One of the largest and most popular festivals in India (and that's saying something), the Pushkar Camel Fair, or Pushkar Mela, takes away from the hustle and bustle of Rajasthan's cities. Thousands of camels, horses, and cattle descend on the sand dunes of holy Pushkar to be traded by villagers and witnessed by worldwide travelers.
The festival is as much of a business venture for farmers and shepherds, as it is a spiritual celebration of epic proportions. If there was ever a bucket-list gathering to attend in the Eastern world, the Pushkar Fair—with its vibrant display of camel capers and religious significance—is it.
Pushkar Camel Fair Dates
The Pushkar Camel Fair is directly linked to the Hindu lunar calendar. This annual 14-day festival takes place in the lead up to the full moon in the auspicious Hindu month of Kartik (October and November), the most prosperous time to absolve past sins. During this moon phase, locals bathe in the holy waters of Pushkar Lake, hoping their wishes will come true.
The fair has two components: camel trading and religious rituals. The camel trading—which is the main attraction for tourists—happens at the beginning of the festival, with competitions and activities. Rajasthan Tourism conducts an official program of events. Towards the end, the focus shifts to the religious ceremonies.
The official future dates of the Pushkar Camel Fair are as follows:
- In 2019, the Pushkar Camel Fair will be held from November 4 to 12.
- In 2020, the Pushkar Fair will be held from November 22 to 30.
- In 2021, the Pushkar Fair will be held from November 11 to 19.
These dates mark the time when the government-sponsored cultural activities take place. However, if you're interested in seeing the camels (and other livestock), plan to arrive a few days before the official start of the fair. Camel traders arrive early and leave early, making the start of the festival the best time to view the animals in their elaborate decorations.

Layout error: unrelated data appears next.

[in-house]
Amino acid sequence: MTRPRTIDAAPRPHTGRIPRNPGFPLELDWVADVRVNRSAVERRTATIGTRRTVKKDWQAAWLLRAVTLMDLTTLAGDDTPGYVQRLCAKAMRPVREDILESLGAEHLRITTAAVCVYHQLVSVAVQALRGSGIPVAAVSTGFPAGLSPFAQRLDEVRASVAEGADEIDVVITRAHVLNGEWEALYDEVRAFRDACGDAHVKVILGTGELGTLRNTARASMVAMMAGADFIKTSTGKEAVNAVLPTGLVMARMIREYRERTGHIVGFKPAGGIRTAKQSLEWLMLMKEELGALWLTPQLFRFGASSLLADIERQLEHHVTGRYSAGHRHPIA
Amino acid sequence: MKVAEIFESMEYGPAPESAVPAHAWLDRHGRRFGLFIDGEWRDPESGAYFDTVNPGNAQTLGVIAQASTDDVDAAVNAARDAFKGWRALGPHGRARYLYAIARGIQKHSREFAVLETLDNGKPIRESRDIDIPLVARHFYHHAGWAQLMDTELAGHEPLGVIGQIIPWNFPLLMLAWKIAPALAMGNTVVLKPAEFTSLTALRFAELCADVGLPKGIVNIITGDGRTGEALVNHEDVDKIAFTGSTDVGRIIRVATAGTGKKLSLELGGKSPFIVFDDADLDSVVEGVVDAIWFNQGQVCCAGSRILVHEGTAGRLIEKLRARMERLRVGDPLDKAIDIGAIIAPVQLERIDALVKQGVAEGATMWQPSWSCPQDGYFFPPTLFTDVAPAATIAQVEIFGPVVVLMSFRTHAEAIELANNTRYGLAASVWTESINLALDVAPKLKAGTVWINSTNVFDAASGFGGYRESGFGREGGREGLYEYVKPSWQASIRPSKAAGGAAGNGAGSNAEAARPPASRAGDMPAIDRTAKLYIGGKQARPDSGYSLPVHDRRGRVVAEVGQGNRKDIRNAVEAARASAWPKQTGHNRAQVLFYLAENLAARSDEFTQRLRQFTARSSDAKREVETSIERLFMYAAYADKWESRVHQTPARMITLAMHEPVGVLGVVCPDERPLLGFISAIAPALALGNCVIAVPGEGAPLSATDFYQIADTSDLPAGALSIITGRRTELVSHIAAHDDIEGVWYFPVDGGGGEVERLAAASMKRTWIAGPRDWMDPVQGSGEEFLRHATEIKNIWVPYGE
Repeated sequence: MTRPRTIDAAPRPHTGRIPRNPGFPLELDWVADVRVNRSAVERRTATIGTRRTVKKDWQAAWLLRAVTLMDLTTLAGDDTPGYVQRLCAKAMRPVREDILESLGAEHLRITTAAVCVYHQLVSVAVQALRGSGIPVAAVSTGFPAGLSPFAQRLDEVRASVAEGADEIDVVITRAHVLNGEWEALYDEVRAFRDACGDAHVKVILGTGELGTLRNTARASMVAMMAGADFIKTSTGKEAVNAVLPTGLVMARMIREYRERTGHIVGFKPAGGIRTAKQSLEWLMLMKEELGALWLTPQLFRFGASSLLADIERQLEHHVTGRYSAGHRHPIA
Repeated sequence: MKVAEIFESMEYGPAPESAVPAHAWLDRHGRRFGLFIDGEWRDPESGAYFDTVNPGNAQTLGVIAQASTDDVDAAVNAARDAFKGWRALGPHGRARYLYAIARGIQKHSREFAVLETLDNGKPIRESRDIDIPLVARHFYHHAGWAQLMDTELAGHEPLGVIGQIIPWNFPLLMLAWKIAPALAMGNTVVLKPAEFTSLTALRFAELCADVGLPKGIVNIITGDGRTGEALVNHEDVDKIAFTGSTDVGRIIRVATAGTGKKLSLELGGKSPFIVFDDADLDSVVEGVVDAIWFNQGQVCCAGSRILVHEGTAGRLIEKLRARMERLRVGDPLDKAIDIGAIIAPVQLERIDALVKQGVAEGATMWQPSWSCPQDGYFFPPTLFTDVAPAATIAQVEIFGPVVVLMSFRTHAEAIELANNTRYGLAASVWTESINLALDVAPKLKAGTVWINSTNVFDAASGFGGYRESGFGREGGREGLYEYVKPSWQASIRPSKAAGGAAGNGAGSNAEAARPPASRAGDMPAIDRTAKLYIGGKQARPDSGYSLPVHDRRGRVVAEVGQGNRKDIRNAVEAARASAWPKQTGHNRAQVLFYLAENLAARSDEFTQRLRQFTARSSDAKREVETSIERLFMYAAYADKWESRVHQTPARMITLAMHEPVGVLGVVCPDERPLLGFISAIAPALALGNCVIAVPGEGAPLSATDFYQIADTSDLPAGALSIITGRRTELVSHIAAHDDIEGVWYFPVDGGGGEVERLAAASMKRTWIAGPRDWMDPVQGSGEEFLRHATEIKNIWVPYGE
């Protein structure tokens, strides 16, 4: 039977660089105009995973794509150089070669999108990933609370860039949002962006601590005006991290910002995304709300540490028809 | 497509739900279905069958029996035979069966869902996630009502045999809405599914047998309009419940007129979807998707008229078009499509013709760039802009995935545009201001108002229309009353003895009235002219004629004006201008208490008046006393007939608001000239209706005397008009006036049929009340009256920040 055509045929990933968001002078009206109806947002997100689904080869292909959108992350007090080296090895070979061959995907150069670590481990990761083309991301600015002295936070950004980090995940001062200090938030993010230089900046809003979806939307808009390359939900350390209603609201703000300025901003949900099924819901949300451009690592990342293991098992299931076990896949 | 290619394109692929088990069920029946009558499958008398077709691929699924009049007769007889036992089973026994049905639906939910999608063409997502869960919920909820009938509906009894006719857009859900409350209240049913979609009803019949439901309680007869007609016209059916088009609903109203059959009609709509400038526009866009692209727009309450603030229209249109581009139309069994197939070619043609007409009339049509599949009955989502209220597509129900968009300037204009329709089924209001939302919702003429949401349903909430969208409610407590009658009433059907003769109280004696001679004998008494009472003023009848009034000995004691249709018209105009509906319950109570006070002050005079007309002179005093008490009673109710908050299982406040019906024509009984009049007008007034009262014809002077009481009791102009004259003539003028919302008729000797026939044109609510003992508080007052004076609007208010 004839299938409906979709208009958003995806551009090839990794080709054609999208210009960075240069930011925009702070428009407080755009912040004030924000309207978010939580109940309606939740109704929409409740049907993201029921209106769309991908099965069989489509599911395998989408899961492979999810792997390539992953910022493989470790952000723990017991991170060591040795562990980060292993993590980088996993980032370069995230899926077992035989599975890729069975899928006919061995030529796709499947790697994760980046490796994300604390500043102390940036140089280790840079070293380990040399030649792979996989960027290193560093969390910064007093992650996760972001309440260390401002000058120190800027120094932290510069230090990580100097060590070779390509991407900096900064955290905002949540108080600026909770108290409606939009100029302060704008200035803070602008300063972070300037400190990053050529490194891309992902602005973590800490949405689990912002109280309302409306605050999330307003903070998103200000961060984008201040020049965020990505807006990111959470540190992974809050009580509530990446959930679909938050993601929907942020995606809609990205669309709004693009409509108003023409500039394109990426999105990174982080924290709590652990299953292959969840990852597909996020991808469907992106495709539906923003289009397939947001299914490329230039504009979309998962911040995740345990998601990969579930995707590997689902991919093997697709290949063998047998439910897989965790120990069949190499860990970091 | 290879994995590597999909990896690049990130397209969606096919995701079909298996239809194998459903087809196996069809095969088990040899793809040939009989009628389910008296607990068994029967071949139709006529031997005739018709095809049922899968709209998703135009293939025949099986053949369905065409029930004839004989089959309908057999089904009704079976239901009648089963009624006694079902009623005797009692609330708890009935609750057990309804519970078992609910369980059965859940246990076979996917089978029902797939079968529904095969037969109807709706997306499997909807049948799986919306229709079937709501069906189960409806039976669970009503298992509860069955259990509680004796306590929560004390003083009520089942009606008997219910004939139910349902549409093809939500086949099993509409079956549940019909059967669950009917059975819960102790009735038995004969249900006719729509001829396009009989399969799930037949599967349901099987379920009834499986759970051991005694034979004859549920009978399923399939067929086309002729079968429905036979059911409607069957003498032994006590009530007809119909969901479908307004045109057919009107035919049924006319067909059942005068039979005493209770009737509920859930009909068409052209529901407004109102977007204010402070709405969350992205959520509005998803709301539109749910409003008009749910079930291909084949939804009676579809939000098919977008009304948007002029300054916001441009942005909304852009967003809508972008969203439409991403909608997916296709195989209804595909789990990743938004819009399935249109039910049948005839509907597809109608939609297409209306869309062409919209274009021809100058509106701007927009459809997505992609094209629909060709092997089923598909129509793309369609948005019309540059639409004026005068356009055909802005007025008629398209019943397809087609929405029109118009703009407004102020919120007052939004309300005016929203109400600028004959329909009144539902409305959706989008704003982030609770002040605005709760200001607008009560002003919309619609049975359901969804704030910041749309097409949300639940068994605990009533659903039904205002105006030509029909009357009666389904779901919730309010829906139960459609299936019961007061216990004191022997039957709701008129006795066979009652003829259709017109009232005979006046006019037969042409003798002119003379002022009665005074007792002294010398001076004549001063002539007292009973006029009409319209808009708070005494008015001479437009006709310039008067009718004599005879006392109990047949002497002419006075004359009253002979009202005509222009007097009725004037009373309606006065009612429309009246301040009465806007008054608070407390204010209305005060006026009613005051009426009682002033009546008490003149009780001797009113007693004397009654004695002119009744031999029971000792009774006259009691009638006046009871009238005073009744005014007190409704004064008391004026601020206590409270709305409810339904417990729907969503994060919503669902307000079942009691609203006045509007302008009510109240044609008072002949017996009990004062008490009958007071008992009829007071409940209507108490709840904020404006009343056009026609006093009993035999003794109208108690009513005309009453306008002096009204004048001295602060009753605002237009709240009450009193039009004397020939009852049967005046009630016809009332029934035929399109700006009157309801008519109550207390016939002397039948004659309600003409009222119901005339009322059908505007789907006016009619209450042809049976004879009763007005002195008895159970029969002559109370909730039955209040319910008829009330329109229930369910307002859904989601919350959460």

Arrival of the Camels: October 30 to November 4
Before the official beginning of the festival, camels, herders and traders come to set up camp in the sand dunes. As the days progress, the arrivals continue, the gathering grows, and lively trading takes place. This is a great time for photography, as it's possible to move around freely and observe the scene. By the fourth or fifth day, the sand dunes are at their most crowded and the vibe is hopping with camels, horses, livestock, traders, and herders.
Competitions and Activities: November 5 to 12
As more people arrive in Pushkar, the festivities start to unfold. Camel races, competitions, such as "the best mustache" and bridal competitions, and artisan activities take place at the fairgrounds. The atmosphere becomes lively with camel cart rides, vendors, musicians, gypsies, and tourists. Around this time, the camels and traders start disappearing back into the desert as their business concludes.
The town of Pushkar also starts to swell—especially around the temples—during the prime fair days, as pilgrims arrive to participate in religious offerings at the fair. Official events for tourists continue at the stadium, and amusement park rides, folk dances, music performances, and other entertainment— including turban-tying contests—carry forward, entertaining visitors and locals alike.
Religious Ceremonies: November 10 to 12
A few days preceding the full moon, the town is busy with pilgrims. Bhajans (devotional hymns) and religious ceremonies take place at the various temples around town. A religious festival honoring Lord Brahma (the creator) becomes the center of the celebration. And then, on the holy full-moon night, thousands of pilgrims gather to bathe in the lake and absolve themselves of sin, drawing the fair to a close. A grand finale of events includes a maha aarti (worship with fire) by the lake and a fireworks display.
Attending the Pushkar Camel Fair
This Pushkar Camel Fair travel guide has more information about the festival and how to visit it.